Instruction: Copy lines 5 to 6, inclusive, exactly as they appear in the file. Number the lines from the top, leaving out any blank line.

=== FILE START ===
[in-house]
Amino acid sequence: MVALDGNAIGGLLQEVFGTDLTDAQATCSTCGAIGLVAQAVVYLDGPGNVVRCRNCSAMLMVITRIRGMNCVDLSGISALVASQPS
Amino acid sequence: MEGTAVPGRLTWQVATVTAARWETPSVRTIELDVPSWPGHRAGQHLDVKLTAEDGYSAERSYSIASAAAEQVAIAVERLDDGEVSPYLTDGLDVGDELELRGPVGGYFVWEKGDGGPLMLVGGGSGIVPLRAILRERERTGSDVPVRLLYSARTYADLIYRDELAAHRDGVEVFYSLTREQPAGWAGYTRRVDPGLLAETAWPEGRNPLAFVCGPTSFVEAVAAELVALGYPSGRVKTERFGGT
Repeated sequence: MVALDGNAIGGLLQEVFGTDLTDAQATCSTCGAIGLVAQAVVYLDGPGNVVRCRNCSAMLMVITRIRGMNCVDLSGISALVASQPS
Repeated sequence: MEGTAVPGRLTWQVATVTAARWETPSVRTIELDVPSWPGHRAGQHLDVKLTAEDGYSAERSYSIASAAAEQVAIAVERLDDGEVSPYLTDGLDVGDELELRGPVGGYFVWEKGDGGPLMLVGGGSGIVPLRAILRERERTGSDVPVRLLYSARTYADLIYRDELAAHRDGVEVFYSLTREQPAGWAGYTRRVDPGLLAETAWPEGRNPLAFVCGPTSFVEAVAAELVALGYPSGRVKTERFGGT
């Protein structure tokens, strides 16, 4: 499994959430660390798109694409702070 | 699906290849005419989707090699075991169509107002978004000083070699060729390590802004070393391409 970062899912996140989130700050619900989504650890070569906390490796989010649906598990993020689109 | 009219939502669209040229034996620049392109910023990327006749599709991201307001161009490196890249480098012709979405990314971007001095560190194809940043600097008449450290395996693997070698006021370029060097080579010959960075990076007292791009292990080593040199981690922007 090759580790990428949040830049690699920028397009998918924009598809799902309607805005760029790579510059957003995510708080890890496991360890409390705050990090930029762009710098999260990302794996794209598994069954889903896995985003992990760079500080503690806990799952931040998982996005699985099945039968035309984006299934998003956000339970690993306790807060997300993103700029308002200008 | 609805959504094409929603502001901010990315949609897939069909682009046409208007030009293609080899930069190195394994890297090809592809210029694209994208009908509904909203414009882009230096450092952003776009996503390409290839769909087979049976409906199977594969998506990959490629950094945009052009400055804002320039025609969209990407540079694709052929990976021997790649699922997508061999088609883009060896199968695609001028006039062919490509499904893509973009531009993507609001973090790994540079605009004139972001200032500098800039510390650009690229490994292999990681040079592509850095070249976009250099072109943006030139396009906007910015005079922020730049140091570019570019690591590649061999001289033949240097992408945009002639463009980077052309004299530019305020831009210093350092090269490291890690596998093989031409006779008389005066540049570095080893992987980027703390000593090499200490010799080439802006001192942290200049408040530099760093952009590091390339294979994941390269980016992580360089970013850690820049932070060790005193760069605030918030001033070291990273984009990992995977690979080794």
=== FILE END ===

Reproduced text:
Repeated sequence: MEGTAVPGRLTWQVATVTAARWETPSVRTIELDVPSWPGHRAGQHLDVKLTAEDGYSAERSYSIASAAAEQVAIAVERLDDGEVSPYLTDGLDVGDELELRGPVGGYFVWEKGDGGPLMLVGGGSGIVPLRAILRERERTGSDVPVRLLYSARTYADLIYRDELAAHRDGVEVFYSLTREQPAGWAGYTRRVDPGLLAETAWPEGRNPLAFVCGPTSFVEAVAAELVALGYPSGRVKTERFGGT
């Protein structure tokens, strides 16, 4: 499994959430660390798109694409702070 | 699906290849005419989707090699075991169509107002978004000083070699060729390590802004070393391409 970062899912996140989130700050619900989504650890070569906390490796989010649906598990993020689109 | 009219939502669209040229034996620049392109910023990327006749599709991201307001161009490196890249480098012709979405990314971007001095560190194809940043600097008449450290395996693997070698006021370029060097080579010959960075990076007292791009292990080593040199981690922007 090759580790990428949040830049690699920028397009998918924009598809799902309607805005760029790579510059957003995510708080890890496991360890409390705050990090930029762009710098999260990302794996794209598994069954889903896995985003992990760079500080503690806990799952931040998982996005699985099945039968035309984006299934998003956000339970690993306790807060997300993103700029308002200008 | 609805959504094409929603502001901010990315949609897939069909682009046409208007030009293609080899930069190195394994890297090809592809210029694209994208009908509904909203414009882009230096450092952003776009996503390409290839769909087979049976409906199977594969998506990959490629950094945009052009400055804002320039025609969209990407540079694709052929990976021997790649699922997508061999088609883009060896199968695609001028006039062919490509499904893509973009531009993507609001973090790994540079605009004139972001200032500098800039510390650009690229490994292999990681040079592509850095070249976009250099072109943006030139396009906007910015005079922020730049140091570019570019690591590649061999001289033949240097992408945009002639463009980077052309004299530019305020831009210093350092090269490291890690596998093989031409006779008389005066540049570095080893992987980027703390000593090499200490010799080439802006001192942290200049408040530099760093952009590091390339294979994941390269980016992580360089970013850690820049932070060790005193760069605030918030001033070291990273984009990992995977690979080794």